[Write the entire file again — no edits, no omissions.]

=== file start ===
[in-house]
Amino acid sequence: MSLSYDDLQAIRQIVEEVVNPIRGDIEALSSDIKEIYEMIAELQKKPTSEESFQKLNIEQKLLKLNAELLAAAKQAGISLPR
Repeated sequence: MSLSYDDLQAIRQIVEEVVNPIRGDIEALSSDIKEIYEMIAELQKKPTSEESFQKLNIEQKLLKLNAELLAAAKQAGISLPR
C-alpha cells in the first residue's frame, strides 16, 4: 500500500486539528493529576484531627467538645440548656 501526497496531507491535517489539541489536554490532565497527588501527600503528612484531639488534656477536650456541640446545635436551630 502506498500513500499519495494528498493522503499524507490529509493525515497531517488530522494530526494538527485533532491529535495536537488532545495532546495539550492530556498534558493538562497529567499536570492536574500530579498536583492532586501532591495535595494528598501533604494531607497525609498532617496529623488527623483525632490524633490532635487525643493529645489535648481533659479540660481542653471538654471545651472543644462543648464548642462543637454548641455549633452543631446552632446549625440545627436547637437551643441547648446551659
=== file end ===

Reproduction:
[in-house]
Amino acid sequence: MSLSYDDLQAIRQIVEEVVNPIRGDIEALSSDIKEIYEMIAELQKKPTSEESFQKLNIEQKLLKLNAELLAAAKQAGISLPR
Repeated sequence: MSLSYDDLQAIRQIVEEVVNPIRGDIEALSSDIKEIYEMIAELQKKPTSEESFQKLNIEQKLLKLNAELLAAAKQAGISLPR
C-alpha cells in the first residue's frame, strides 16, 4: 500500500486539528493529576484531627467538645440548656 501526497496531507491535517489539541489536554490532565497527588501527600503528612484531639488534656477536650456541640446545635436551630 502506498500513500499519495494528498493522503499524507490529509493525515497531517488530522494530526494538527485533532491529535495536537488532545495532546495539550492530556498534558493538562497529567499536570492536574500530579498536583492532586501532591495535595494528598501533604494531607497525609498532617496529623488527623483525632490524633490532635487525643493529645489535648481533659479540660481542653471538654471545651472543644462543648464548642462543637454548641455549633452543631446552632446549625440545627436547637437551643441547648446551659